Elevation-dependent response of vegetation dynamics to climate change in a cold mountainous region

Shiqin Xu, Zhongbo Yu*, Dennis P. Lettenmaier, Tim R. McVicar, Xibin Ji

*Corresponding author for this work

Research output: Contribution to journalArticlepeer-review

24 Scopus citations

Abstract

Mountain regions are experiencing more pronounced climate change than other global land areas. How have vegetation dynamics responded to these changes and what are the implications for hydrology? To answer these questions, we examine the impacts of changes in mean air temperature (Tmean ), precipitation (P) and winter snow cover extent (SCE) in the headwaters of the Yellow River basin (HYRB) on two important vegetation dynamic metrics: (i) the maximum growing-season greenness (represented by the monthly maximum NDVI); and (ii) the beginning of growing season (BGS). Satellite-derived NDVI and SCE, along with observation-based gridded climate data, show that during the past 34 years (1982-2015) the HYRB experienced widespread vegetation greening, while no significant trend in BGS was observed. Spring greenness and phenology were significantly affected by SCE change, highlighting the importance of snow-related process to spring vegetation activity. We observed a clear signal of elevation-dependent warming below 4300 m elevation, which is absent at higher elevations. Changes in NDVI and BGS are elevation-dependent, and trends in Tmean, P, and SCE with elevation play different roles in this dependence. Both observed and estimated watershed annual evapotranspiration series show increasing trends, suggesting that vegetation greening imposes positive effects on evaporative fluxes. Given steady-state and non-stationary hydrological conditions, increasing evapotranspiration should result in runoff reduction, which agrees with catchment-scale runoff observations across the HYRB. These findings represent new knowledge regarding the vegetation response to climate change in alpine environments which has important implications for the hydrology of the region and for other high-water yielding mountainous regions worldwide.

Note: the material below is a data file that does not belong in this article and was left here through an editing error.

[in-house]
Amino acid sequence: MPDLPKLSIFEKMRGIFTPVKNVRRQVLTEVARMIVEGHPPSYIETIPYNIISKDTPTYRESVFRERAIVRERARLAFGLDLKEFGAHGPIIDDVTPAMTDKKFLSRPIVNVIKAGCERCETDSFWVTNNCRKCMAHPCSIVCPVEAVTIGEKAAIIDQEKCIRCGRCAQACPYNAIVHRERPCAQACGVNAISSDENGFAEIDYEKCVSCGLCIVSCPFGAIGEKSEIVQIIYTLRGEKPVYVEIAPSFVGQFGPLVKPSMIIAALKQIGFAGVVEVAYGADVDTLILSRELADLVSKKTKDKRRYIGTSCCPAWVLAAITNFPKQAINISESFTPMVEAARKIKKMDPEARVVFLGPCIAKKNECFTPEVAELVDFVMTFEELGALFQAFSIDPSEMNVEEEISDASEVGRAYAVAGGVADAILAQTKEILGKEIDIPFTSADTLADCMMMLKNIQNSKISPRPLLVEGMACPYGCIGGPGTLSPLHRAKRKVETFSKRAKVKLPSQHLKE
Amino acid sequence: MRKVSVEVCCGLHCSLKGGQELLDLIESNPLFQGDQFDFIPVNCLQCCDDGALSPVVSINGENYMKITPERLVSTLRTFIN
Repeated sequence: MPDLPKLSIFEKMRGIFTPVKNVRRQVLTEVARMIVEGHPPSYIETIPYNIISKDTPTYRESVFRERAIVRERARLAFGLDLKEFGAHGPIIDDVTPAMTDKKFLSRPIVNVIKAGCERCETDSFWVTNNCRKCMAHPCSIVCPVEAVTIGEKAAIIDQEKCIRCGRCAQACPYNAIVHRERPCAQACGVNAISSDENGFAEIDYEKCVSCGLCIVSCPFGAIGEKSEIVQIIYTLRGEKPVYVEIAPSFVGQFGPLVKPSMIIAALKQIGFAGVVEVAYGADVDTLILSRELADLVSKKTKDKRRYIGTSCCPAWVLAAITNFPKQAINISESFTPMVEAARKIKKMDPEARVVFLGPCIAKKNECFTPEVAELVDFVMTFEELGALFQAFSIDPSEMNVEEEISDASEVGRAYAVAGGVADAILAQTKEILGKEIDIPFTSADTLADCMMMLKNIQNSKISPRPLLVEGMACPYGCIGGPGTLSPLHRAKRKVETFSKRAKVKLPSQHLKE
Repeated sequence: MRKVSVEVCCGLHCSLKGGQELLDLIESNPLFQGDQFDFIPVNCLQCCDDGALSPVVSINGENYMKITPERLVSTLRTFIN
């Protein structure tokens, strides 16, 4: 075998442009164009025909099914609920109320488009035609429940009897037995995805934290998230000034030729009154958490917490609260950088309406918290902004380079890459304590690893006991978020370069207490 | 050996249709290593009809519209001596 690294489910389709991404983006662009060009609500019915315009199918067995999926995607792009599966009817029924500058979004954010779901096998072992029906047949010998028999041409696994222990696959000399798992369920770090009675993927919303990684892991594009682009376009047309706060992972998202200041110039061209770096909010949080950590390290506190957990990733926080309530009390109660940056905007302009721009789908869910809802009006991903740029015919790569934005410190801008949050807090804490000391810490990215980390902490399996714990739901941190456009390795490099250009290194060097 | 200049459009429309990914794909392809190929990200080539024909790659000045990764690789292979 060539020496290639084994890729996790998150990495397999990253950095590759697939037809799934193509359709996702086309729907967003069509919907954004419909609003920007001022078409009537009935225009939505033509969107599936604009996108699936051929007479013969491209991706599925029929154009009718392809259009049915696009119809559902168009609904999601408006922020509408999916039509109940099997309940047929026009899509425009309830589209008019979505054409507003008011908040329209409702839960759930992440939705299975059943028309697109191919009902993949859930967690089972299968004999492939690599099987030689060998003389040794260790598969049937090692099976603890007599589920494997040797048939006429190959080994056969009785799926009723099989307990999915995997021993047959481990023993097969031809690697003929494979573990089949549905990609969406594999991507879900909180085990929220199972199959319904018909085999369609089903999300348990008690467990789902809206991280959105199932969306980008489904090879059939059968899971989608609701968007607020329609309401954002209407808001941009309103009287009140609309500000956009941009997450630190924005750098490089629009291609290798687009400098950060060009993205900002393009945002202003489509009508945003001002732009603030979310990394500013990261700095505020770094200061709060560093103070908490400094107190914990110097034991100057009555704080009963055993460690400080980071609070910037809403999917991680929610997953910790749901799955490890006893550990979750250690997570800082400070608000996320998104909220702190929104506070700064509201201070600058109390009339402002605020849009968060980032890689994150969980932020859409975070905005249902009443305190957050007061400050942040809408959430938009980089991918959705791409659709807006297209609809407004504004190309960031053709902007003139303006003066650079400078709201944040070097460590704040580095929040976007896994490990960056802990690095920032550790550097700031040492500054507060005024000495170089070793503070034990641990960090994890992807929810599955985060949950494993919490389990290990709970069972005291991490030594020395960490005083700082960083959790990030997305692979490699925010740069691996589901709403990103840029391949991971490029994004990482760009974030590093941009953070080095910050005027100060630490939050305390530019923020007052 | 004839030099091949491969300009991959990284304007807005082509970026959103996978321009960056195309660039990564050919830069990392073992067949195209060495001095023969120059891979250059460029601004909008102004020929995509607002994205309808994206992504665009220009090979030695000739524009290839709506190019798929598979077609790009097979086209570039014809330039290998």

Original languageEnglish (US)
Article number094005
JournalEnvironmental Research Letters
Volume15
Issue number9
DOIs
StatePublished - Sep 2020

Keywords

  • elevation-dependent warming
  • evapotranspiration
  • mountainous region
  • NDVI
  • runoff
  • vegetation phenology

ASJC Scopus subject areas

  • Renewable Energy, Sustainability and the Environment
  • General Environmental Science
  • Public Health, Environmental and Occupational Health

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